Note: This article was first published on November 26, 2017 and is being republished on November 26, 2018.
The evening of November 26, 2008, was a slow one. I had gone to sleep early when my wife, who was catching up with the evening news on the TV, told me there has been some firing on the streets of Bombay. I guessed it was a mafia-related incident – quite common in the Bombay of the 1980s and the 1990s.
I checked my phone later in the night and saw numerous missed calls from my colleague in Mumbai. I called him back and heard him panicking while briefing me about the attacks. TV channels were still uncertain of the purpose and the people behind the attacks. But seeing the number of policemen and civilians dead, I sensed the attack had nothing with do with the local mafia.
I took the earliest flight to Mumbai. There was a sense of panic on the Mumbai airport. Central Industrial Security Force (CISF) men were checking everyone and police dogs were sniffing around nearly everything.
The city was deserted. Taxis were out of service and hardly any vehicles could be spotted on the streets. Colaba looked like a shooting arena. People had circled around the area and were chanting ‘Bharat Mata ki Jai’ to boost the morale of the policemen. The Mumbai police looked clueless about what was going on. Occasional sounds of hand grenades could be heard from the Taj Mahal Palace hotel. Sounds of gun fires shook up the ground, coupled with the sounds of ambulances carrying the dead and the injured. It was still unclear who the gunmen were.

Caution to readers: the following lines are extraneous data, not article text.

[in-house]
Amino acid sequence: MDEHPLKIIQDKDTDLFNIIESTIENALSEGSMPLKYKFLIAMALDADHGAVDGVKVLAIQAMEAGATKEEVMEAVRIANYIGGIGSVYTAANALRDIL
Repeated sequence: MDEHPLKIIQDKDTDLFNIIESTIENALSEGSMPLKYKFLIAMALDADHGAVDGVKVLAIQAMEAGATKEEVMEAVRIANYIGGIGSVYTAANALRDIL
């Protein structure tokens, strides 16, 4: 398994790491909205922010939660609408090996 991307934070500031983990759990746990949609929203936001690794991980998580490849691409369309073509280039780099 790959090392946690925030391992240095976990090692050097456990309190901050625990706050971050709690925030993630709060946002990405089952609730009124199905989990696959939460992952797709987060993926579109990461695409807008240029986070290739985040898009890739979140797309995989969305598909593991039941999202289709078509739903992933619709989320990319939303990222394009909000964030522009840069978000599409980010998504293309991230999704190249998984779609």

At around 7 pm on November 27, news arrived that Lashkar-e-Toiba (LeT) terrorist Ajmal Amir Kasab has been arrested while speeding a stolen car, along with his accomplice who was gunned down by the Mumbai police. Residents of the city were still in shock, trying to process what had just happened to their beloved aamchi Mumbai.
That night, I saw National Security Guard (NSG) commandos around Chabad House – located at 5 Hormusji Street, Colaba – with packets of pasteurised milk and pistols.
The Taj Mahal hotel was still burning. Many Indian soldiers had died. I saw Mumbai policemen chanting Bhagwaan while going in for the battle. Foreign tourists from the attacked hotels were being escorted out. The city of Mumbai looked dead and pale.
Mumbai took no time to swing back to action. However, the mark of the bullets on walls and heaps of dead people will never be forgotten.
All pictures by Shome Basu.